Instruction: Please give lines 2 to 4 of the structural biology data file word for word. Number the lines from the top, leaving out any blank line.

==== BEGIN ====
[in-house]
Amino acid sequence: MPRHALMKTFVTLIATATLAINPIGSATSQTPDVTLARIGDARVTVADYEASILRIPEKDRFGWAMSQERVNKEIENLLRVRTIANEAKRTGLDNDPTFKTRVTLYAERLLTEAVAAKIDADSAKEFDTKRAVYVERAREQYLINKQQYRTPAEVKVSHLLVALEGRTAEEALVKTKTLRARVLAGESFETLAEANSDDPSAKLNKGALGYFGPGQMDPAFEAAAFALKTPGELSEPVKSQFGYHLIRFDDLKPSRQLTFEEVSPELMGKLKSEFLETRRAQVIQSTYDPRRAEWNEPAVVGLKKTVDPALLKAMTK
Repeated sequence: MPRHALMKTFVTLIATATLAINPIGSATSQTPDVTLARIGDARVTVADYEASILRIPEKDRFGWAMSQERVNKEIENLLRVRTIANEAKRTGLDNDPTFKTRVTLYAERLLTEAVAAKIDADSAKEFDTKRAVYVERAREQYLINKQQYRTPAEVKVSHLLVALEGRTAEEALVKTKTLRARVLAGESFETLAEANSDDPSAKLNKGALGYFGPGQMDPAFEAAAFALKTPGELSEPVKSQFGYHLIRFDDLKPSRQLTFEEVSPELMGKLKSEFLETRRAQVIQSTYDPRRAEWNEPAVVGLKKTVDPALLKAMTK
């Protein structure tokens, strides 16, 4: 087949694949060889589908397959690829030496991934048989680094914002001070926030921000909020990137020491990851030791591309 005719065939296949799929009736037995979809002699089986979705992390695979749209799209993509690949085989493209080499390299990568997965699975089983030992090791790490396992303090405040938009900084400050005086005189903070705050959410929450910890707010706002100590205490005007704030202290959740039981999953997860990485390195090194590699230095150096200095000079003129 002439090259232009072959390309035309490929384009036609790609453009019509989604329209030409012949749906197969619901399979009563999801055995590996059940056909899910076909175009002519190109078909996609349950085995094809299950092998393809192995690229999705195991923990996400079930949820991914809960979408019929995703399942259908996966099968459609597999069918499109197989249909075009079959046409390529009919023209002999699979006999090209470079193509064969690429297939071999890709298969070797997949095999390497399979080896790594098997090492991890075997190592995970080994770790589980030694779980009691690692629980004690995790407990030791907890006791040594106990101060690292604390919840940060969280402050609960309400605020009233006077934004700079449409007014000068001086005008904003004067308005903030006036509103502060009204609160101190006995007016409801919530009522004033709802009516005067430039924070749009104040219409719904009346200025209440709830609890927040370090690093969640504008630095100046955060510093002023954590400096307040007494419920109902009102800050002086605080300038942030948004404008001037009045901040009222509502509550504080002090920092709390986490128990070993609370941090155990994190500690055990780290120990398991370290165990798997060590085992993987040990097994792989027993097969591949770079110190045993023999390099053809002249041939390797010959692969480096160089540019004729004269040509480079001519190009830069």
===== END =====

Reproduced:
Amino acid sequence: MPRHALMKTFVTLIATATLAINPIGSATSQTPDVTLARIGDARVTVADYEASILRIPEKDRFGWAMSQERVNKEIENLLRVRTIANEAKRTGLDNDPTFKTRVTLYAERLLTEAVAAKIDADSAKEFDTKRAVYVERAREQYLINKQQYRTPAEVKVSHLLVALEGRTAEEALVKTKTLRARVLAGESFETLAEANSDDPSAKLNKGALGYFGPGQMDPAFEAAAFALKTPGELSEPVKSQFGYHLIRFDDLKPSRQLTFEEVSPELMGKLKSEFLETRRAQVIQSTYDPRRAEWNEPAVVGLKKTVDPALLKAMTK
Repeated sequence: MPRHALMKTFVTLIATATLAINPIGSATSQTPDVTLARIGDARVTVADYEASILRIPEKDRFGWAMSQERVNKEIENLLRVRTIANEAKRTGLDNDPTFKTRVTLYAERLLTEAVAAKIDADSAKEFDTKRAVYVERAREQYLINKQQYRTPAEVKVSHLLVALEGRTAEEALVKTKTLRARVLAGESFETLAEANSDDPSAKLNKGALGYFGPGQMDPAFEAAAFALKTPGELSEPVKSQFGYHLIRFDDLKPSRQLTFEEVSPELMGKLKSEFLETRRAQVIQSTYDPRRAEWNEPAVVGLKKTVDPALLKAMTK
């Protein structure tokens, strides 16, 4: 087949694949060889589908397959690829030496991934048989680094914002001070926030921000909020990137020491990851030791591309 005719065939296949799929009736037995979809002699089986979705992390695979749209799209993509690949085989493209080499390299990568997965699975089983030992090791790490396992303090405040938009900084400050005086005189903070705050959410929450910890707010706002100590205490005007704030202290959740039981999953997860990485390195090194590699230095150096200095000079003129 002439090259232009072959390309035309490929384009036609790609453009019509989604329209030409012949749906197969619901399979009563999801055995590996059940056909899910076909175009002519190109078909996609349950085995094809299950092998393809192995690229999705195991923990996400079930949820991914809960979408019929995703399942259908996966099968459609597999069918499109197989249909075009079959046409390529009919023209002999699979006999090209470079193509064969690429297939071999890709298969070797997949095999390497399979080896790594098997090492991890075997190592995970080994770790589980030694779980009691690692629980004690995790407990030791907890006791040594106990101060690292604390919840940060969280402050609960309400605020009233006077934004700079449409007014000068001086005008904003004067308005903030006036509103502060009204609160101190006995007016409801919530009522004033709802009516005067430039924070749009104040219409719904009346200025209440709830609890927040370090690093969640504008630095100046955060510093002023954590400096307040007494419920109902009102800050002086605080300038942030948004404008001037009045901040009222509502509550504080002090920092709390986490128990070993609370941090155990994190500690055990780290120990398991370290165990798997060590085992993987040990097994792989027993097969591949770079110190045993023999390099053809002249041939390797010959692969480096160089540019004729004269040509480079001519190009830069």